Obama’s approach seems to be support for inexpensive (to us) revolutions against tyrants, even when there is no American security interest.  And even when we’re unsure who and what the insurgents will put in the deposed tyrant’s place.  And where we don’t know what backlash we are risking.
 
By injecting the U.S. into civil wars, Obama risks more than making Uncle Sam the world’s policeman.  He’s also making us the world’s community reorganizer.

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  • 1LonesomeDove1

    You have corrected anything but in your own fantasy world where you’re king of “right”, but this is the real world where you’ll get challenged for being an idiot. Get used to it, because so far all you’ve done is throw little boy tantrums when we don’t let you off the hook.

    Call me whatever you want. Those who matter here know what you are. A spoiled brat who got his way as a child, and tries to bully for what he wants while he occupies a man’s body.

  • Ed_USA

    “Those who matter here”

    And who is that? Have you not yet figured out that nobody here matters? Not me, and certainly not you. Most of the authors don’t matter either. Maybe O’Reilly and, gods help us, Coulter, have enough of a following to “matter”, but that’s about it. Otherwise it’s all noise.

    You’ll note that I ignore most of it. When I see grave errors of fact I’ll straighten them out. I’ll sometimes try to dissuade some people from believing laissez-faire dogma. But mostly I ignore the crap here.

    I’d certainly like to ignore you, but you seem to be fixated on stalking me. I’m quite aware after all this time that there’s little point in correcting your facts. You don’t really care about facts. I rarely respond to a post by you that is not a reply to one of mine. Why bother?

    But you can’t seem to go away quietly. You seem to like having your ignorance exposed, such as when you called me “stupid” today for my correct use of the term “spam” which you did not know enough to understand. Self respecting people would be chastened by that, but not you. Each humiliation you receive only seems to make you want the next one more.

    If you were an adult you’d ignore me, just as I’d like to ignore you. But you can’t, can you?

  • 1LonesomeDove1

    Now this is one of the most unfortunate things that results from being an atheist. Not only do you believe that “you” don’t matter, but you believe no one else matters either. Herein lies the reason for your hateful comments to people and your lack of self control in that area.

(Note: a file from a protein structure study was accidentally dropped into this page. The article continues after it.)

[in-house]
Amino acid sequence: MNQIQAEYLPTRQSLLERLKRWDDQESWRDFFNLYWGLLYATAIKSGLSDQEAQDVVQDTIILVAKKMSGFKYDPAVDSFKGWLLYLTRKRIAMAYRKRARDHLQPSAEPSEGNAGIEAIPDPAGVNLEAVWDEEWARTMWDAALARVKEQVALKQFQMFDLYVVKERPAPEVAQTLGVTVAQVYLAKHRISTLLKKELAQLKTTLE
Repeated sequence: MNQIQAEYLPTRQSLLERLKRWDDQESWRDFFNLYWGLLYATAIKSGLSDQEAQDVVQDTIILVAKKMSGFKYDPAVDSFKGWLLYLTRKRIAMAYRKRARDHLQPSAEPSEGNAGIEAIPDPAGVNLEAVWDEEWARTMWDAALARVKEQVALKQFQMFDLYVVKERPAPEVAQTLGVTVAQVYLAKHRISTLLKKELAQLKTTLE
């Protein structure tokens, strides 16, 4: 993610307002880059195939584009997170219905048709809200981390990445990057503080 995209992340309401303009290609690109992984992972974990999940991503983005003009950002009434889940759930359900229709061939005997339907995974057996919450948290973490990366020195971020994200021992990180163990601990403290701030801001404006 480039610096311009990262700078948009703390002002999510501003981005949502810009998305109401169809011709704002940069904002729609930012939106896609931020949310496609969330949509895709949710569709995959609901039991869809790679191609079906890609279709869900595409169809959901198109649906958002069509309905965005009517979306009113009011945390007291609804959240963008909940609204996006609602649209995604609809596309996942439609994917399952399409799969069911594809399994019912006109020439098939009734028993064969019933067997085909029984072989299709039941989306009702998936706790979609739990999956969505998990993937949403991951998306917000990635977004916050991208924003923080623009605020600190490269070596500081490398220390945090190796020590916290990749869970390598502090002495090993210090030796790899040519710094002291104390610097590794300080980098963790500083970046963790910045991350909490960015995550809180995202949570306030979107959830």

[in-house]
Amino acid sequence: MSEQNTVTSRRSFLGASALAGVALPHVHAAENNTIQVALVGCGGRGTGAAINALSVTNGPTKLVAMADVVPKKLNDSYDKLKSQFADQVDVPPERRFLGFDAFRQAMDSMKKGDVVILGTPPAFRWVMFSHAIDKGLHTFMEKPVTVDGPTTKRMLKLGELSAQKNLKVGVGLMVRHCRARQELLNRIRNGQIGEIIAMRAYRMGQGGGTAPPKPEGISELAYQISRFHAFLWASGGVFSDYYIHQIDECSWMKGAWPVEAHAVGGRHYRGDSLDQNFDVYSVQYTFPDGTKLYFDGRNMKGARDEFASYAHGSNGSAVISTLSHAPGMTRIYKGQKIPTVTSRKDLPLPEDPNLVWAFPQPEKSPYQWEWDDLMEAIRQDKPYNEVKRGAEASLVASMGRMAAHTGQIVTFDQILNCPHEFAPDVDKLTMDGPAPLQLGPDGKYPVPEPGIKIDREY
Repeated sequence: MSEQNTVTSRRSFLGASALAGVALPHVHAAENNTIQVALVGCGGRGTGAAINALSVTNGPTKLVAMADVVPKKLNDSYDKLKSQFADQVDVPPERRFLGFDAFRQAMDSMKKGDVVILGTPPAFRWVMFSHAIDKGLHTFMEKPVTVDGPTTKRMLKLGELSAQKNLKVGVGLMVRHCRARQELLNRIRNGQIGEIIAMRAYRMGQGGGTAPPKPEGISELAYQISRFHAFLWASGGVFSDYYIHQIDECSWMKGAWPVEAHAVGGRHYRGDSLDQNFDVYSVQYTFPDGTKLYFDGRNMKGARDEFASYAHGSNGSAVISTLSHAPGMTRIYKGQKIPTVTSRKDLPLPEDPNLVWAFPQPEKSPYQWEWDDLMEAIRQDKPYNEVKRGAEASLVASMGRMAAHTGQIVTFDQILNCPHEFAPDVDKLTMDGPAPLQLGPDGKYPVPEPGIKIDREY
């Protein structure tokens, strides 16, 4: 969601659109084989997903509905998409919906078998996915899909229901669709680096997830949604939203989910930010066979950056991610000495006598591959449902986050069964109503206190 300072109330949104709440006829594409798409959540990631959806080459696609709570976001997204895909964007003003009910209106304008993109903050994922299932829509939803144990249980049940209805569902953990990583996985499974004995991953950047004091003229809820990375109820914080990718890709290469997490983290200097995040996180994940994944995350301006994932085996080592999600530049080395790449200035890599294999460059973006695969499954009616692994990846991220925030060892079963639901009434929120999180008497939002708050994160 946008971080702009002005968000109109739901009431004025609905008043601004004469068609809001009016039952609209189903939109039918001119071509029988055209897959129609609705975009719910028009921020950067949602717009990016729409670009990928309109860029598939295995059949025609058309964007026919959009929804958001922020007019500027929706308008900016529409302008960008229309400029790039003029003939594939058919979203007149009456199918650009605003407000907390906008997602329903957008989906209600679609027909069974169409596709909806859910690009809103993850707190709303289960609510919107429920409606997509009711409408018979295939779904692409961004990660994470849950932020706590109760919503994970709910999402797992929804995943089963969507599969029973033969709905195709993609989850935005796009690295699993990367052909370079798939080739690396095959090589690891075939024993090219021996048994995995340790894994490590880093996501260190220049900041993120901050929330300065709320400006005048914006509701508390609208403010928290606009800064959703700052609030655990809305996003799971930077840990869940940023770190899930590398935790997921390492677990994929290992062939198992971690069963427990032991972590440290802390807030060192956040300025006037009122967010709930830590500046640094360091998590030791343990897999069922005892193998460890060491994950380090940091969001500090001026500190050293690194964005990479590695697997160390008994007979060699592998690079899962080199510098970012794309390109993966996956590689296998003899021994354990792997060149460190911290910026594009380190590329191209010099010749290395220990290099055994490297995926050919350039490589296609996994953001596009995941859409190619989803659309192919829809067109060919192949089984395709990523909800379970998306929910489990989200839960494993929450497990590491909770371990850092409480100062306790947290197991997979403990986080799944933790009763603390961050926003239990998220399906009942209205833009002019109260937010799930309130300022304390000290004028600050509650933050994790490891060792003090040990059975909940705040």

You might have morals, but you’re not ruled by them, and you won’t allow them to sway you from your selfish ends, desires…….whatever….so you alter them, or make them up as you go along.
    If you want to insult someone who was trying to debate you honestly…you just make up a moral that allows you to do just that. If you want to violate your own PC liberal rules against all bigotry, as in your bigotry against age, then you make up a moral that allows you to violate that rule that so many of you claim to follow. The same bigotry that you throw in the faces of all conservatives whenever you need a cheap shot win.
    Hence; your morals are useless, as they’re useless to any hypocrite like you.

    What matters here are the many who read these pages yet don’t post. Those who read to help themselves form opinions; opinions that can be damaged when one like you is allowed to comment unchallenged, and that’s your real problem here. You hate challenge.
    You deny this of course, but that’s the truth of it. You expect people to let you get away with saying things they know to be untrue, and if they refuse to bow to you then what follows is your usual tantrums of insults and names.

    This is where other fine conservative posters are bigger than I. For they know that as soon as you do this, you have lost the debate, and they just walk away from you having no desire to argue with a spoiled child who didn’t get his way.

    When I say “those who matter”, I mean those conservatives who post across this site. Those who know me and have respect for me.
    They outnumber you; they have agreed with me against you on more than one occasion, so your claim of my being irrelevant is and empty one meant only to make you feel better. But it shouldn’t.

    When you need to insult people, belittle them….call the names etc, it makes people dislike and disrespect “you”, not your opponent. It’s “your” message that suffers, not your opponents…………certainly not mine.